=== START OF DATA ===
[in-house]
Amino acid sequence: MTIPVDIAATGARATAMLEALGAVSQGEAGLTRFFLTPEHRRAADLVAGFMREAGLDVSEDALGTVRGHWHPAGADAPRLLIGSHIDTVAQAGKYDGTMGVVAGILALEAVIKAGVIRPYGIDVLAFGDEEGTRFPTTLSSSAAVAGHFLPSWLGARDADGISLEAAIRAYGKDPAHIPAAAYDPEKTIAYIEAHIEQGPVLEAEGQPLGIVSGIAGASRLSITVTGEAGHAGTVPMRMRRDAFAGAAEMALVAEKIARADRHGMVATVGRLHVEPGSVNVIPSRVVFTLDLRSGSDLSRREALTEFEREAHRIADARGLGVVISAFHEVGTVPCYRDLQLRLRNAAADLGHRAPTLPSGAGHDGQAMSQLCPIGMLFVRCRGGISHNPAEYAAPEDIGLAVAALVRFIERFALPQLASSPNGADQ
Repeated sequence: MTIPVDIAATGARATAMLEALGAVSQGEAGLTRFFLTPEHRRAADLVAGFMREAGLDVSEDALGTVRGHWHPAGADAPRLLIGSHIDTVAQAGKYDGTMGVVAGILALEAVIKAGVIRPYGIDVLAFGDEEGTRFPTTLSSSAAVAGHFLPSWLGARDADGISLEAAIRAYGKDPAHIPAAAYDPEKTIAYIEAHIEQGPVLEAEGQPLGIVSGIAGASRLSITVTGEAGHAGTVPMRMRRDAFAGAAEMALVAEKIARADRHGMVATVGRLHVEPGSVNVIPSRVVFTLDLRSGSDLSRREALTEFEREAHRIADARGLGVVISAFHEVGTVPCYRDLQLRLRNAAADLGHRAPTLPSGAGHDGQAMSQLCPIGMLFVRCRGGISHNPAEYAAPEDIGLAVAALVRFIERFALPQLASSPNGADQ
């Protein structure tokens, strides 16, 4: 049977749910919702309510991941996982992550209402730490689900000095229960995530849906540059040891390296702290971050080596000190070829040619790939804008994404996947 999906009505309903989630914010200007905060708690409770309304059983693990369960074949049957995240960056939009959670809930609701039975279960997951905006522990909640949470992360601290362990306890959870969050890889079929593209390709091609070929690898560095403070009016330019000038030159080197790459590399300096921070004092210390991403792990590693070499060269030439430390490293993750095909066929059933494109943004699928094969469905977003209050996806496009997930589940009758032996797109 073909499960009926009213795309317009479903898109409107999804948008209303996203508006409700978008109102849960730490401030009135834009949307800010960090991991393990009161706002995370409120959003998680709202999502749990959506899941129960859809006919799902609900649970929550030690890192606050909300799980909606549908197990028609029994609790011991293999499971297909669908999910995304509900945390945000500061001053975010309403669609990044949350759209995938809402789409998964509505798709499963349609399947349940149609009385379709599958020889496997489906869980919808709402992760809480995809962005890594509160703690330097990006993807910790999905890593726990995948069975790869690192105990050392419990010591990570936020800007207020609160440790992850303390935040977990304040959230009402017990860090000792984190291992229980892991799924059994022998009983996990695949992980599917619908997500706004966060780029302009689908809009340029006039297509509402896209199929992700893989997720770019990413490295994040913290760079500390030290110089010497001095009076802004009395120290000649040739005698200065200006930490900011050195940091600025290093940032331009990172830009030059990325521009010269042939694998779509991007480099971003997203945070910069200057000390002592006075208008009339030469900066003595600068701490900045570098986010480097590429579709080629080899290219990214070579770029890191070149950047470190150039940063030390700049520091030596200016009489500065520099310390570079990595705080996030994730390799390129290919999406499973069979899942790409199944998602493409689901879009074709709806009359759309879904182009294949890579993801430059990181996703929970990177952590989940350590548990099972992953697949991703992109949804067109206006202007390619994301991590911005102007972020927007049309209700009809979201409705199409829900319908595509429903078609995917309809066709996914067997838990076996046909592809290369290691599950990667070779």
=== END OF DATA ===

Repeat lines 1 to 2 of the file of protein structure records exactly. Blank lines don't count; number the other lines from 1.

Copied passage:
[in-house]
Amino acid sequence: MTIPVDIAATGARATAMLEALGAVSQGEAGLTRFFLTPEHRRAADLVAGFMREAGLDVSEDALGTVRGHWHPAGADAPRLLIGSHIDTVAQAGKYDGTMGVVAGILALEAVIKAGVIRPYGIDVLAFGDEEGTRFPTTLSSSAAVAGHFLPSWLGARDADGISLEAAIRAYGKDPAHIPAAAYDPEKTIAYIEAHIEQGPVLEAEGQPLGIVSGIAGASRLSITVTGEAGHAGTVPMRMRRDAFAGAAEMALVAEKIARADRHGMVATVGRLHVEPGSVNVIPSRVVFTLDLRSGSDLSRREALTEFEREAHRIADARGLGVVISAFHEVGTVPCYRDLQLRLRNAAADLGHRAPTLPSGAGHDGQAMSQLCPIGMLFVRCRGGISHNPAEYAAPEDIGLAVAALVRFIERFALPQLASSPNGADQ